The ruling party administration spares the rod and spoils the ruling party recalcitrants who get pampered to indulge in more wrongdoing, crimes and corruption. The arms of law get shortened when the person belongs to the ruling dispensation but get longer if it is the non-Congress parties and individuals. They get more cruel and ruthless. The truth in this respect is all pervading.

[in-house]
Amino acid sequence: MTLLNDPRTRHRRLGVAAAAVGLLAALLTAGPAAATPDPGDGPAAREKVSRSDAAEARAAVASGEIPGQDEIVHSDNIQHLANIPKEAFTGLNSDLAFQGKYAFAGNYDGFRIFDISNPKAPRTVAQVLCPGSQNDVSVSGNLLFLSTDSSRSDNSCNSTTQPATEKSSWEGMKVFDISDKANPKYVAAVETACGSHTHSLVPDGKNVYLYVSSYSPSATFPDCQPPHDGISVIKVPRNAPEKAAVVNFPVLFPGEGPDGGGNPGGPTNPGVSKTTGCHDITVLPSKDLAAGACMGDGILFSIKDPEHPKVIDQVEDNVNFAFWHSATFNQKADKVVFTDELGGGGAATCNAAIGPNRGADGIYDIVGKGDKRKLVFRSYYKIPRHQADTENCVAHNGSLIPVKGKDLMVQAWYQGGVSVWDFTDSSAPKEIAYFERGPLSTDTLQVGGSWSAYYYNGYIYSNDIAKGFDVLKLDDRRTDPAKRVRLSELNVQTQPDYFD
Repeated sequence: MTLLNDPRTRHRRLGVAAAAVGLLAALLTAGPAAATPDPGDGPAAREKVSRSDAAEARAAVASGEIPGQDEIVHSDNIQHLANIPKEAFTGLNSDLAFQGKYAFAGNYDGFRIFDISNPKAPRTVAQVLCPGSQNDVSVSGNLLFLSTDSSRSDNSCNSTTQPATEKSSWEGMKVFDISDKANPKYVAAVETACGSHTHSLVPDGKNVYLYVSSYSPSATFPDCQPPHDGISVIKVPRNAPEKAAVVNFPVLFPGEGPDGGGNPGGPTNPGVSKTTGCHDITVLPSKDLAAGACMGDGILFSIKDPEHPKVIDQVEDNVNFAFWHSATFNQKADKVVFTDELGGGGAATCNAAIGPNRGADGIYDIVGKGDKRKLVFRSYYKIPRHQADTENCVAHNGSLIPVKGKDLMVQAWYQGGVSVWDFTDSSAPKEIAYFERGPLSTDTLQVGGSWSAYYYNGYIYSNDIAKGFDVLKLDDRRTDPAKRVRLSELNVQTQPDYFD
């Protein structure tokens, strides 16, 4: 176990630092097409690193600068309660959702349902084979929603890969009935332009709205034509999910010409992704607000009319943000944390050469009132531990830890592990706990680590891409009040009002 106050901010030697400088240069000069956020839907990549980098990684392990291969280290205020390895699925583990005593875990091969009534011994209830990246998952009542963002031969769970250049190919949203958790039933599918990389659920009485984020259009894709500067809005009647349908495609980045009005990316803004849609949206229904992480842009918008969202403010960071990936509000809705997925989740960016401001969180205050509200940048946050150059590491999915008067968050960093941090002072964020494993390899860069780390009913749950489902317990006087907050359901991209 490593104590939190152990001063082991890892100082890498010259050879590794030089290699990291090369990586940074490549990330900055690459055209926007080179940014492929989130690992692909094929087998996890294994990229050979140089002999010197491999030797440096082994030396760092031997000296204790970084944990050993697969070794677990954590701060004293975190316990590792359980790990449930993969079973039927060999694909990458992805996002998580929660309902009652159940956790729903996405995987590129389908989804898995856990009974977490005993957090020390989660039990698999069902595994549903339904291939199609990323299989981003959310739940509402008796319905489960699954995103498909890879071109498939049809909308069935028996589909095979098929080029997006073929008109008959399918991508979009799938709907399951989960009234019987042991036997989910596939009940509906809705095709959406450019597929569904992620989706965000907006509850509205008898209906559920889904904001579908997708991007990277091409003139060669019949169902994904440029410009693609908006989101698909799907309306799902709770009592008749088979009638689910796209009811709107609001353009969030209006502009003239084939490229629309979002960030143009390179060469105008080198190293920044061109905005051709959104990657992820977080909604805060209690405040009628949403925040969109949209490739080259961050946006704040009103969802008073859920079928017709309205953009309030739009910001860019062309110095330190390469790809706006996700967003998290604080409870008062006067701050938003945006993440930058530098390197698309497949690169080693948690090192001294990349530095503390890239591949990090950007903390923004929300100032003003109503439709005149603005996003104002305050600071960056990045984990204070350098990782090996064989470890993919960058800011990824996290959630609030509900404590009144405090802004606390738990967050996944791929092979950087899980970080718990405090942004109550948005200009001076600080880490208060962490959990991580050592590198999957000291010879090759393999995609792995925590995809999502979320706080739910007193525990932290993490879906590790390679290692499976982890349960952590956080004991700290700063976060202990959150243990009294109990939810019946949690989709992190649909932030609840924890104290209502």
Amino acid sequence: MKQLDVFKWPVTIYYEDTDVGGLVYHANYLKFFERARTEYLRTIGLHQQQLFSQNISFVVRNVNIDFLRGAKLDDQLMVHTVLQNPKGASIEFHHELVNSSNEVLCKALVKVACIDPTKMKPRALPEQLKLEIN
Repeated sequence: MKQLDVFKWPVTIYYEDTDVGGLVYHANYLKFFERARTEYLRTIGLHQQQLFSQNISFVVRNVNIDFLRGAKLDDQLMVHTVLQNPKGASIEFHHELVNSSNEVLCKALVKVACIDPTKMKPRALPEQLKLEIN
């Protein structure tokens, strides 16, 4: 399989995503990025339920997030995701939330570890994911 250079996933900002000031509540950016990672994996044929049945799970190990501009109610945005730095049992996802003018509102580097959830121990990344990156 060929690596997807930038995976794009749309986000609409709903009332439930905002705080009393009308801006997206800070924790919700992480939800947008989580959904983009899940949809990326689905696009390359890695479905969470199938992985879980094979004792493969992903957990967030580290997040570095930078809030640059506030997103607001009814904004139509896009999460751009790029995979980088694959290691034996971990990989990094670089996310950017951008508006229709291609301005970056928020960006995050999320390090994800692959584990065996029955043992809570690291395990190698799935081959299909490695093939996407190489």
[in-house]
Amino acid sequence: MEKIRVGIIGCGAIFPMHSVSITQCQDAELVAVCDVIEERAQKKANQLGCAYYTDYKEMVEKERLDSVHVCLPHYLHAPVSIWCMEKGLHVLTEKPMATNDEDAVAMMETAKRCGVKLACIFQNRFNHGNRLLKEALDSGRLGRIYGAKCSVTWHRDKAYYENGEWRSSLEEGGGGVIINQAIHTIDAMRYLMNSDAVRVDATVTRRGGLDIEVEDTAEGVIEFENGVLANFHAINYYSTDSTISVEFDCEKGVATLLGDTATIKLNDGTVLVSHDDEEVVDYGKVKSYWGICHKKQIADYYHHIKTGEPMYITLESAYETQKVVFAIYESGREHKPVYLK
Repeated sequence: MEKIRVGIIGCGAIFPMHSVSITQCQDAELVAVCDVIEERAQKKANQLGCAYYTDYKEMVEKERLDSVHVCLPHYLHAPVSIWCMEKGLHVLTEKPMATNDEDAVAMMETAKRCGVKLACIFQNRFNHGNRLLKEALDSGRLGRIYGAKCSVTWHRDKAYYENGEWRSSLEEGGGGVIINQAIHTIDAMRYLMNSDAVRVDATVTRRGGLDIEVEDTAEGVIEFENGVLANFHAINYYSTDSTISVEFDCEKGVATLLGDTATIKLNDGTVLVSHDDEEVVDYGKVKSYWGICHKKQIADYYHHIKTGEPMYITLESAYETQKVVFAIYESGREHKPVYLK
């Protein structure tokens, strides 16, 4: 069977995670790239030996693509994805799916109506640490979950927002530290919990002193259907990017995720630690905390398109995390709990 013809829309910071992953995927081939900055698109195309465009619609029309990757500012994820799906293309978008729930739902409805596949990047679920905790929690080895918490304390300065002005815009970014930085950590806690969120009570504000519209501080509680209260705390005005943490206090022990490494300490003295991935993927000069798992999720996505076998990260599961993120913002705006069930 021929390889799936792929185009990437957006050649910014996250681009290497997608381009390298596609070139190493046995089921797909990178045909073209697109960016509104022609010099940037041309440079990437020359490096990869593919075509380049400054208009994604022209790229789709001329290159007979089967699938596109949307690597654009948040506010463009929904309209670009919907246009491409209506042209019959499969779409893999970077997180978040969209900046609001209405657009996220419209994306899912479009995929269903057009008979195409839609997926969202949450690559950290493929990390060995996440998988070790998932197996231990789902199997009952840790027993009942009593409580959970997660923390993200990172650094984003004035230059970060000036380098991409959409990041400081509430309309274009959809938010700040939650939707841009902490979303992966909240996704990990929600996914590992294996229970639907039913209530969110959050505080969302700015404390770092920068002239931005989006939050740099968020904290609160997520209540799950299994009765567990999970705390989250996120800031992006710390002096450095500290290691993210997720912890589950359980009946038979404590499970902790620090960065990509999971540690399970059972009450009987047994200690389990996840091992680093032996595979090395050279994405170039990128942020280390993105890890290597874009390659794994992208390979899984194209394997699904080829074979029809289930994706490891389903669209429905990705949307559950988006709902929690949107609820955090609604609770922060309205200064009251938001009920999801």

Aam Aadmi Party leader Arvind Kejriwal leveled charges of more or less the same nature against both the then BJP national President Shri Nitin Gadkari  and Congress President Mrs. Sonia Gandhi's son-in-law Robert Vadra, though  in latter's case the charges were much more serious because these involved favouritism by some Congress-ruled States. In Vadra's case the UPA government and Congress instantly dismissed the allegations as frivolous, baseless and motivated. The government lost no time to issue a certificate of "innocence" to Shri Vadra.  The Prime Minister's Office (PMO) expressed its inability to ”order a probe in business dealings between two private entities". But that was equally true in the case of allegations against Shri Gadkari too.  Later, the PMO claimed that "while the Right to Information Act aims at creating transparency to contain corruption and increase accountability, it also seeks to ensure that revelation of information, in actual practice, does not harm or adversely affect other important public interests which include efficient functioning of the governments, optimum use of limited fiscal resources, and preservation of confidentiality of sensitive information." (